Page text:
I spoke yesterday in a Westminster Hall debate about the UK’s energy security. The Minister Greg Hands confirmed that the UK is pressing ahead with new oil and gas investments as part of an effort to reduce European dependence on Russian hydrocarbons. He told us the UK is supplying gas to the continent this summer from its LNG import facilities, to help fill their storage facilities ahead of the winter. The UK of course has very little storage of its own. It had low storage because it used to be able to produce 100% of the gas we needed so the storage was the original gas fields themselves.
The Opposition parties continued to live in a make believe world where a bit more investment in windfarms would solve the problems of our energy supply. They revealed two mistakes in their thinking. They firstly failed to realise that electricity supplies a minority of our total energy needs, as we depend substantially on gas delivered direct to homes and factories for heat and power, and on petrol and diesel for much of our transport. If you wish to depend on renewables you first have to convert all vehicles to electricity and take all homes and factories off gas. They secondly would not accept that our present solar and wind power is intermittent, meaning we need to have back up generation capacity for when the wind does not blow and the sun does not shine. We are often generating a majority of our electricity from gas, wood pellets, and coal.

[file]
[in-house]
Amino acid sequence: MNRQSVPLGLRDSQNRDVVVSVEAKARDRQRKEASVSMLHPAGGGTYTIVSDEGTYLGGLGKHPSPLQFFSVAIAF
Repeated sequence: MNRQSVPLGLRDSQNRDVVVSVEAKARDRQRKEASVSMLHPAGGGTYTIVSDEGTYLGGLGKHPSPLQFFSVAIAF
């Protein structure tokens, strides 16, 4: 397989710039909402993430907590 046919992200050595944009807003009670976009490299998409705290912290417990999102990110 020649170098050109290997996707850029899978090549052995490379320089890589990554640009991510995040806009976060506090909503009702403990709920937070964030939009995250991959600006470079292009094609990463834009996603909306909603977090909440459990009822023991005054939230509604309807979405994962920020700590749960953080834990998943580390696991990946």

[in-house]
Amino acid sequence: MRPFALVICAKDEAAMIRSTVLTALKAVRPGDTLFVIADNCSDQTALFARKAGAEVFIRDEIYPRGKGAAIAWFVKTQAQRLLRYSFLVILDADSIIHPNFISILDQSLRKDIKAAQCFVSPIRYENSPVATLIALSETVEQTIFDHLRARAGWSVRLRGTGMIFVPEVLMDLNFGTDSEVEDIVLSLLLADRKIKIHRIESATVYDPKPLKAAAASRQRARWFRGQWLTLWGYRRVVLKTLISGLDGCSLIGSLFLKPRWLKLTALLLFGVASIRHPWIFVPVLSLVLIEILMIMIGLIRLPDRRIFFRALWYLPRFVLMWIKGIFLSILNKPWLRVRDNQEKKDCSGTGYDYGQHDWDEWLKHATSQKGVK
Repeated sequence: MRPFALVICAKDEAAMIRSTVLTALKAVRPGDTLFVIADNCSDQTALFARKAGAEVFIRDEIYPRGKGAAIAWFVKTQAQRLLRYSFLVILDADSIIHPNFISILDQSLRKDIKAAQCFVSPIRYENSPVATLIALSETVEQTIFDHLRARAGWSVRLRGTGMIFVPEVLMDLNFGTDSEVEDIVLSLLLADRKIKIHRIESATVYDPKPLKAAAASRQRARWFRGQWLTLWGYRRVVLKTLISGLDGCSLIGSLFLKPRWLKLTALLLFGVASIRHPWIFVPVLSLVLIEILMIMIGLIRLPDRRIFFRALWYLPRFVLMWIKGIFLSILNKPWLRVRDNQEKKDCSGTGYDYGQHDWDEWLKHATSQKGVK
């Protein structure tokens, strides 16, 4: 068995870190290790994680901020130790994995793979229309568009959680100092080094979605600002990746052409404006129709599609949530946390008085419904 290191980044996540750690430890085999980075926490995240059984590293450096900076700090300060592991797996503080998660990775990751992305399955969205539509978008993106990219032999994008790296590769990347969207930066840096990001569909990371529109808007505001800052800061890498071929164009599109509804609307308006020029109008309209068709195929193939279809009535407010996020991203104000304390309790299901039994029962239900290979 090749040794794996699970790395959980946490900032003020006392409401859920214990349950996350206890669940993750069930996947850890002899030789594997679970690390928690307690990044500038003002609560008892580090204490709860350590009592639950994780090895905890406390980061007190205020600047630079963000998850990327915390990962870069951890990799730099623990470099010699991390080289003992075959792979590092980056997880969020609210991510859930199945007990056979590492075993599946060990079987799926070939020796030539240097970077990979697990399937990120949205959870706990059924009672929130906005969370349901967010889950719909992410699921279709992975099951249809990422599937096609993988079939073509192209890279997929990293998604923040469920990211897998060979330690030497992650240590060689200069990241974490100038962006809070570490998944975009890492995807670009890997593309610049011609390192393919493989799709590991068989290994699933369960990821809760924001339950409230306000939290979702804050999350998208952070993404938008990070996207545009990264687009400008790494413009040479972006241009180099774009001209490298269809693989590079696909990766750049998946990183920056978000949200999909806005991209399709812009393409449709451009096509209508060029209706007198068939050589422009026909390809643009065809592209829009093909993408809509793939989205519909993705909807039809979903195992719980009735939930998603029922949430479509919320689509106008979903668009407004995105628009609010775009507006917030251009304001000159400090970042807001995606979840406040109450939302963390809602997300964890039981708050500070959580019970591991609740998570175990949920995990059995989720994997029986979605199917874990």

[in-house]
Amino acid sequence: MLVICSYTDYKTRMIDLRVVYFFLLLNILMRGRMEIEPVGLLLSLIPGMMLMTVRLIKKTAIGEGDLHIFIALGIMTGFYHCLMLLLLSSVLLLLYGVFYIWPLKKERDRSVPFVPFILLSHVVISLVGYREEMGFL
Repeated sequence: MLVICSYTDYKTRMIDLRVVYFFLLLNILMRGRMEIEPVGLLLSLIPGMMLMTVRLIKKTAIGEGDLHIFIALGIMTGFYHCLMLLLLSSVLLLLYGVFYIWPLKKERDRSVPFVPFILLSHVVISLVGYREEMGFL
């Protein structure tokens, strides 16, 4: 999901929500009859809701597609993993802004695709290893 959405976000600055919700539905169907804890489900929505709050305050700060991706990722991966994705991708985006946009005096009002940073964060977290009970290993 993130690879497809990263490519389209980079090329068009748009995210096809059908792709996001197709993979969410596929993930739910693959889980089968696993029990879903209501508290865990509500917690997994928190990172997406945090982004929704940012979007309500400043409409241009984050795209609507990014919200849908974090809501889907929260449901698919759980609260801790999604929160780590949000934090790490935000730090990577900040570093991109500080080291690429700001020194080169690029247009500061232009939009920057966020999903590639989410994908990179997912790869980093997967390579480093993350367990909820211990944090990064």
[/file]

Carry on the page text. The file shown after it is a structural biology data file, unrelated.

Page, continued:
I reminded them that to make more wind and solar work we will need ways of storing the electrical power generated when intermittent sources do work to use on days when they do not. That may be large batteries. It might be conversion of the renewable electricity to green hydrogen for use in our boilers and vehicles. There might also be breakthroughs to allow gas or coal to be burned in power stations with carbon capture and storage systems to achieve CO2 goals.